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Domestic Violence, Couple Interaction and Children's Health in Latin America

NCJ Number
Journal of Family Violence Volume: 23 Issue: 3 Dated: April 2008 Pages: 183-193
Tim B. Heaton; Renata Forste
Date Published
April 2008
11 pages
This study examined the associations between several measures of parents' interaction with one another and their children's health.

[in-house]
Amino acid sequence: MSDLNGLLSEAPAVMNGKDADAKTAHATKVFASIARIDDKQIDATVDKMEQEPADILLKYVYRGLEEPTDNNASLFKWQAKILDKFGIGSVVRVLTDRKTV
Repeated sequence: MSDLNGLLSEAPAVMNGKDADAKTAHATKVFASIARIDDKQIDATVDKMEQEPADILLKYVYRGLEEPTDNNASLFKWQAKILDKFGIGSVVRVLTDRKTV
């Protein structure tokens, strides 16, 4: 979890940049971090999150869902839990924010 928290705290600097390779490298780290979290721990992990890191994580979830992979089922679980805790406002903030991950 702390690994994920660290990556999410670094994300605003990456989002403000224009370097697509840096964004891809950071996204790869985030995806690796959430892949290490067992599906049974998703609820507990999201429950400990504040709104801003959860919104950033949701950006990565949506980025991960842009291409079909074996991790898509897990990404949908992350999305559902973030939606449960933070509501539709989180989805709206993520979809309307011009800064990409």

The study found that more positive couple interaction and shared decisionmaking was associated with better health for their children. In averaging effects over the five countries involved in this study, findings show that children in homes where mothers experienced spousal violence scored nearly one-third of a standard deviation lower on height for age than children in homes with no spousal violence. The greatest negative influence on child health occurred when the male partner's controlling behavior resulted in physical violence. In addition, the findings indicated that the mother's input on household decisions was associated with child mortality rates approximately one-third lower compared to households in which husbands or other household members made decisions. Couple discussions about family planning were associated with better nutritional status and lower child mortality. Thus, not only does female autonomy benefit child well-being, as supported by previous research, but the authors also conclude that joint decisionmaking in the household has positive benefits on child health. Analyses were based on demographic and health surveys in five Latin-American countries (Bolivia, Peru, Colombia, Haiti, and Nicaragua), most of which were conducted in 2000. Mortality and nutritional status were used as measures of child health. 4 tables and 53 references